John Chase, one of the few urbanists who actually understood Los Angeles, has died. No more wonderful books. But I will miss even more those moments when you would first see him in public, just as you caught a flash of purple or orange or red, and know that Chase was going to surprise you with his intricate facial hair or his unapologetically flamboyant suit because he knew that people needed to feed their eyes as much as their tummies.
I think the best remembrance is here, in LA Curbed:
We heard John speak many more times after that, and were always impressed by John’s passion for the prosaic. He was able to find beauty in the everyday. And he truly, unapologetically loved Los Angeles. His passion was infectious. He helped us appreciate LA’s vernacular–its stucco, its dingbats, its bungalows. To say that John loved camp is misleading. It implies a winking nod towards the vulgar and a certain distant irony. John’s love for the “vulgar” was far more sincere.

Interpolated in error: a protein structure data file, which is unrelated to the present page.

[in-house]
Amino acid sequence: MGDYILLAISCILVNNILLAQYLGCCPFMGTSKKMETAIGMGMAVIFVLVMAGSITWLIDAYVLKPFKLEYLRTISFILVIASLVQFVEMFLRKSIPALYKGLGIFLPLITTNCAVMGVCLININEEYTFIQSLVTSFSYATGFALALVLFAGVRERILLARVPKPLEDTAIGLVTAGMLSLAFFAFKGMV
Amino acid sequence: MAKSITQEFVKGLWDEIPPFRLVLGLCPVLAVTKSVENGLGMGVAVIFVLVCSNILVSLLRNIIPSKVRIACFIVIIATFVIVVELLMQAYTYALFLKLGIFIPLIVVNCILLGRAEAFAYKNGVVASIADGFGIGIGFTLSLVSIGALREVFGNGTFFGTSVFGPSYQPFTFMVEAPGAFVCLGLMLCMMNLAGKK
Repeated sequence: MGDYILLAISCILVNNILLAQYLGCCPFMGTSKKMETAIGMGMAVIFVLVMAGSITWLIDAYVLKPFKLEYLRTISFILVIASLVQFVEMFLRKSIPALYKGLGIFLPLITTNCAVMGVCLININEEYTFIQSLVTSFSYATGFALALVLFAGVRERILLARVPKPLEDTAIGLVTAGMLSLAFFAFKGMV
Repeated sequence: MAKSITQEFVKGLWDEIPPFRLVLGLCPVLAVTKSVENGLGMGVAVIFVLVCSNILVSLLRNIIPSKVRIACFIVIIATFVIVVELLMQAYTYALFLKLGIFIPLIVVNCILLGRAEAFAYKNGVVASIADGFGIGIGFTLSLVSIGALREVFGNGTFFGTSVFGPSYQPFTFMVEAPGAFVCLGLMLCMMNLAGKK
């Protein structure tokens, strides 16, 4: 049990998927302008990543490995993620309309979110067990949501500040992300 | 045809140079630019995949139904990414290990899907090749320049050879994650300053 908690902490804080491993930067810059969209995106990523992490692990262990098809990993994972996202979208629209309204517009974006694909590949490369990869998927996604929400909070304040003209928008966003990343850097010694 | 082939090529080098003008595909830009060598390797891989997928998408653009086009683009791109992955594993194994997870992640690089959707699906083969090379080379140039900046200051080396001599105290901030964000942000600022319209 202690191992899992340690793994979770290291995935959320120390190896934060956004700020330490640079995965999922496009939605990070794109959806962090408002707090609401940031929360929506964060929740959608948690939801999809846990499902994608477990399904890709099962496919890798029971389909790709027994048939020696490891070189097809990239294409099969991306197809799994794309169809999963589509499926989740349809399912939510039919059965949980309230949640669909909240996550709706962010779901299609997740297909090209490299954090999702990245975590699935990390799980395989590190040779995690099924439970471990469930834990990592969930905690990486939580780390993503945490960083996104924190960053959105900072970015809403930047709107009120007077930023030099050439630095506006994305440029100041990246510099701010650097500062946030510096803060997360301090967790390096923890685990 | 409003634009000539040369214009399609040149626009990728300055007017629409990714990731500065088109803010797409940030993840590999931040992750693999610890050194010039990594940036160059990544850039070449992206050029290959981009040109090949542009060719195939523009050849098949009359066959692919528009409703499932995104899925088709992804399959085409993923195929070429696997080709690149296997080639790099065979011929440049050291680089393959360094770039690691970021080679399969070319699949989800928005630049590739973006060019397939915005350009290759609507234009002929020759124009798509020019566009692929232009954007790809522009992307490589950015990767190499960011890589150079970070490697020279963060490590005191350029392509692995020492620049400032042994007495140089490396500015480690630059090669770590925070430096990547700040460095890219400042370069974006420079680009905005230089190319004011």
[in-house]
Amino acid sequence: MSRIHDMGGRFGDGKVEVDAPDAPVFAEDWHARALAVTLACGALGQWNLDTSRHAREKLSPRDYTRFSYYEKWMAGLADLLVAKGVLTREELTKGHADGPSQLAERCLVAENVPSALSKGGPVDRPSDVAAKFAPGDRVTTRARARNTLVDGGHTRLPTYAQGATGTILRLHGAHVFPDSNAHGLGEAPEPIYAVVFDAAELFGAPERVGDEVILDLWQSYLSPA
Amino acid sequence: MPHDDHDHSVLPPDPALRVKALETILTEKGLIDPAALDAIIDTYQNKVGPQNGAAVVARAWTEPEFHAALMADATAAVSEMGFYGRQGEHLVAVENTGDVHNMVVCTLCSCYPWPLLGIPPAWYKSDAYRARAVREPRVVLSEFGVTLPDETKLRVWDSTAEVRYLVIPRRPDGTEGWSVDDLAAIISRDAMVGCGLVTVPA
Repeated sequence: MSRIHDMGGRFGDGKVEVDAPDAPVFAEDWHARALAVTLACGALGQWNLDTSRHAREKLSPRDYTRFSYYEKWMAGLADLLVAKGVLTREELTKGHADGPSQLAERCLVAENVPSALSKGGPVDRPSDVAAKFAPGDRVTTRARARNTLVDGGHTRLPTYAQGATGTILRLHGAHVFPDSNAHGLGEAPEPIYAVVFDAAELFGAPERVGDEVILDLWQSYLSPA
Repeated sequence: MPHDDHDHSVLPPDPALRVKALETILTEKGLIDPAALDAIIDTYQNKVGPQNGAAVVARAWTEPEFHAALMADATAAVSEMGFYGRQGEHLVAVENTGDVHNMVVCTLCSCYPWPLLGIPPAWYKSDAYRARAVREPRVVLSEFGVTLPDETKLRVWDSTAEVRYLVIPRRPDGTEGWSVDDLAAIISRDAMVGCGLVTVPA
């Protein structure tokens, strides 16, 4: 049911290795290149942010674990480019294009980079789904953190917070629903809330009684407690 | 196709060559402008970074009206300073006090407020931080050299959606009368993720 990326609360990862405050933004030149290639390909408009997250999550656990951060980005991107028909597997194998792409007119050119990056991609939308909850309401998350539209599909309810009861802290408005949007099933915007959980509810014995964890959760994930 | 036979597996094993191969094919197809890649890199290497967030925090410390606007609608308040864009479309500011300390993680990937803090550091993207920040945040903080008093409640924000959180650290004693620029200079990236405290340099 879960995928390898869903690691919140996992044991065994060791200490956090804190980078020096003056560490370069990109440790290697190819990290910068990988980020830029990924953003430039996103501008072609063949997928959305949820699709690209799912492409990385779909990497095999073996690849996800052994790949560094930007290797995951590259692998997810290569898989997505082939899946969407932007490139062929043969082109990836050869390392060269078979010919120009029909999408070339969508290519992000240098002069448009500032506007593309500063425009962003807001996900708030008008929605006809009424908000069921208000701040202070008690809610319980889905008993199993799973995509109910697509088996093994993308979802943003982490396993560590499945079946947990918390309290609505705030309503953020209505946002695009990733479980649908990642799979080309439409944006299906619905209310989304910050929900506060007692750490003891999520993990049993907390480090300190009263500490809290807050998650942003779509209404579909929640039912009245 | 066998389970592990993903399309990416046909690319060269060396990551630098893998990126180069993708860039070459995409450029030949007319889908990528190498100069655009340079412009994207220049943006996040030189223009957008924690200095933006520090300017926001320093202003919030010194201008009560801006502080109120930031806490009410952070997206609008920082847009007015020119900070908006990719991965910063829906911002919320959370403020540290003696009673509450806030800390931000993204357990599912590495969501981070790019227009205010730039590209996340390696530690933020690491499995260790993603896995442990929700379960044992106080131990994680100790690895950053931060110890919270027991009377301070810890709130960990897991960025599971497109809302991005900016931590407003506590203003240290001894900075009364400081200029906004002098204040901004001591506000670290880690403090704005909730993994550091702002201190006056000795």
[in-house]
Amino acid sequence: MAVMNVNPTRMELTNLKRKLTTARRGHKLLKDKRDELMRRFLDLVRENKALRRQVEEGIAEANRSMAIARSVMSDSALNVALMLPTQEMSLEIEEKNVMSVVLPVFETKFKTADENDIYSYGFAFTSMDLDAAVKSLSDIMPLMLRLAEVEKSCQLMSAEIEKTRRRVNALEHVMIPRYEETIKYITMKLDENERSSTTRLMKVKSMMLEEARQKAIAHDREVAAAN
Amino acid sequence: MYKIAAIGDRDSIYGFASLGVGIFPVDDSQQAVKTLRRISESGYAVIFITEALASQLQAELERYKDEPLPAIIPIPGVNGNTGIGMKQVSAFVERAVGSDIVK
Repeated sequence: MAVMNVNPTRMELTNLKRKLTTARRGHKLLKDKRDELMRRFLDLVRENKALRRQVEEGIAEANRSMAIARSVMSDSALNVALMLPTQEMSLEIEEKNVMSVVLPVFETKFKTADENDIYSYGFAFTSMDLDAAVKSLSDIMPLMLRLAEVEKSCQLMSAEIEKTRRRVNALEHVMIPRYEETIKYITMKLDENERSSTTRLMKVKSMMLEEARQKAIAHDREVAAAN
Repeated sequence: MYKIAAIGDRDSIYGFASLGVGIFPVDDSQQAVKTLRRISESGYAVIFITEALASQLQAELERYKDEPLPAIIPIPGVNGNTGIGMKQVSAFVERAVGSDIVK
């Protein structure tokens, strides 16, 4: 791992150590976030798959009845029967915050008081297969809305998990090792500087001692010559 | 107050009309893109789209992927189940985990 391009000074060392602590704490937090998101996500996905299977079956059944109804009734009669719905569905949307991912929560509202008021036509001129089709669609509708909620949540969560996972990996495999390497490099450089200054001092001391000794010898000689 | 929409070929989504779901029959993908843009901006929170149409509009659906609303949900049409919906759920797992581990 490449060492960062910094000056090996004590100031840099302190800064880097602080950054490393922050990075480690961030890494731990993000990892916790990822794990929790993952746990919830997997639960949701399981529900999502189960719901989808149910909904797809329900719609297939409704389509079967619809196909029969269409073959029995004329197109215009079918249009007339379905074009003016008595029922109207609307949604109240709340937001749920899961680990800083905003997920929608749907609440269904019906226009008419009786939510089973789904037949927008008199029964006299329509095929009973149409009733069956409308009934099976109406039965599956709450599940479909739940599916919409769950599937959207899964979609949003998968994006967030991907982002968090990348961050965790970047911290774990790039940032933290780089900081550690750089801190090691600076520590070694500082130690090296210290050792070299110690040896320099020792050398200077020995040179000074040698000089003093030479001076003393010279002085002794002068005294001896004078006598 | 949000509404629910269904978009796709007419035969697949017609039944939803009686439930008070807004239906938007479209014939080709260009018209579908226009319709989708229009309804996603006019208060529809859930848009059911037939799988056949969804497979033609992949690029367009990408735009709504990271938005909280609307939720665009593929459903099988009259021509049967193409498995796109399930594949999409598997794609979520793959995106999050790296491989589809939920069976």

Perhaps the best thing to remember him by is my favorite of his books, Everyday Urbanism, written with the wonderful Margaret Crawford.
If there is a heaven, I strongly suspect Mr. Chase is in it, pestering God about sidewalk finishes, and winning the debate.